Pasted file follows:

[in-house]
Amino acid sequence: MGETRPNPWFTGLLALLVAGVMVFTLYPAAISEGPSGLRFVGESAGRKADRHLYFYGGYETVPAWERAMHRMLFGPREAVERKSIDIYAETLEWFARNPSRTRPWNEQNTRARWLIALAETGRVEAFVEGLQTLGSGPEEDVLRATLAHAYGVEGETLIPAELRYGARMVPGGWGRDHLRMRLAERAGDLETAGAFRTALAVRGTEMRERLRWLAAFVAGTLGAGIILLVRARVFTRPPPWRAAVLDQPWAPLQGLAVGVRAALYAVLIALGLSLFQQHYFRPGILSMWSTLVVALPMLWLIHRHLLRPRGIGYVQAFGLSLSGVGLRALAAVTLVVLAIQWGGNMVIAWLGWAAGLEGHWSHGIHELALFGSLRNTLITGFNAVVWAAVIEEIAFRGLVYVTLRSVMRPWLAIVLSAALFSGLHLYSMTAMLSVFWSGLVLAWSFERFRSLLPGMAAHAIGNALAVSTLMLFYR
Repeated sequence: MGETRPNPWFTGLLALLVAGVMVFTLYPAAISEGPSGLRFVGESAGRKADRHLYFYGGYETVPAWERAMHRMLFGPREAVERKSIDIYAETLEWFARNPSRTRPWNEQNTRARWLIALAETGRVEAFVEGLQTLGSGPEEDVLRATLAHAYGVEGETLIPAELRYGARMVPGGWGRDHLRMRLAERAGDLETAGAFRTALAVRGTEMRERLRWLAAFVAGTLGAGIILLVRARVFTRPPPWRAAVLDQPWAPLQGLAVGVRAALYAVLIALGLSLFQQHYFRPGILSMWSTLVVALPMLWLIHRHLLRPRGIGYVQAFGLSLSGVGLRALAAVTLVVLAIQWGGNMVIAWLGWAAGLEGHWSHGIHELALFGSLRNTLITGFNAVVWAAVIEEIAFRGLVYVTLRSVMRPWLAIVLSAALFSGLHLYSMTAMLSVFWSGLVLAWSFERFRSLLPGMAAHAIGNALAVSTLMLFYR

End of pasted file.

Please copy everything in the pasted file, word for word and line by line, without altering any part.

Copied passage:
[in-house]
Amino acid sequence: MGETRPNPWFTGLLALLVAGVMVFTLYPAAISEGPSGLRFVGESAGRKADRHLYFYGGYETVPAWERAMHRMLFGPREAVERKSIDIYAETLEWFARNPSRTRPWNEQNTRARWLIALAETGRVEAFVEGLQTLGSGPEEDVLRATLAHAYGVEGETLIPAELRYGARMVPGGWGRDHLRMRLAERAGDLETAGAFRTALAVRGTEMRERLRWLAAFVAGTLGAGIILLVRARVFTRPPPWRAAVLDQPWAPLQGLAVGVRAALYAVLIALGLSLFQQHYFRPGILSMWSTLVVALPMLWLIHRHLLRPRGIGYVQAFGLSLSGVGLRALAAVTLVVLAIQWGGNMVIAWLGWAAGLEGHWSHGIHELALFGSLRNTLITGFNAVVWAAVIEEIAFRGLVYVTLRSVMRPWLAIVLSAALFSGLHLYSMTAMLSVFWSGLVLAWSFERFRSLLPGMAAHAIGNALAVSTLMLFYR
Repeated sequence: MGETRPNPWFTGLLALLVAGVMVFTLYPAAISEGPSGLRFVGESAGRKADRHLYFYGGYETVPAWERAMHRMLFGPREAVERKSIDIYAETLEWFARNPSRTRPWNEQNTRARWLIALAETGRVEAFVEGLQTLGSGPEEDVLRATLAHAYGVEGETLIPAELRYGARMVPGGWGRDHLRMRLAERAGDLETAGAFRTALAVRGTEMRERLRWLAAFVAGTLGAGIILLVRARVFTRPPPWRAAVLDQPWAPLQGLAVGVRAALYAVLIALGLSLFQQHYFRPGILSMWSTLVVALPMLWLIHRHLLRPRGIGYVQAFGLSLSGVGLRALAAVTLVVLAIQWGGNMVIAWLGWAAGLEGHWSHGIHELALFGSLRNTLITGFNAVVWAAVIEEIAFRGLVYVTLRSVMRPWLAIVLSAALFSGLHLYSMTAMLSVFWSGLVLAWSFERFRSLLPGMAAHAIGNALAVSTLMLFYR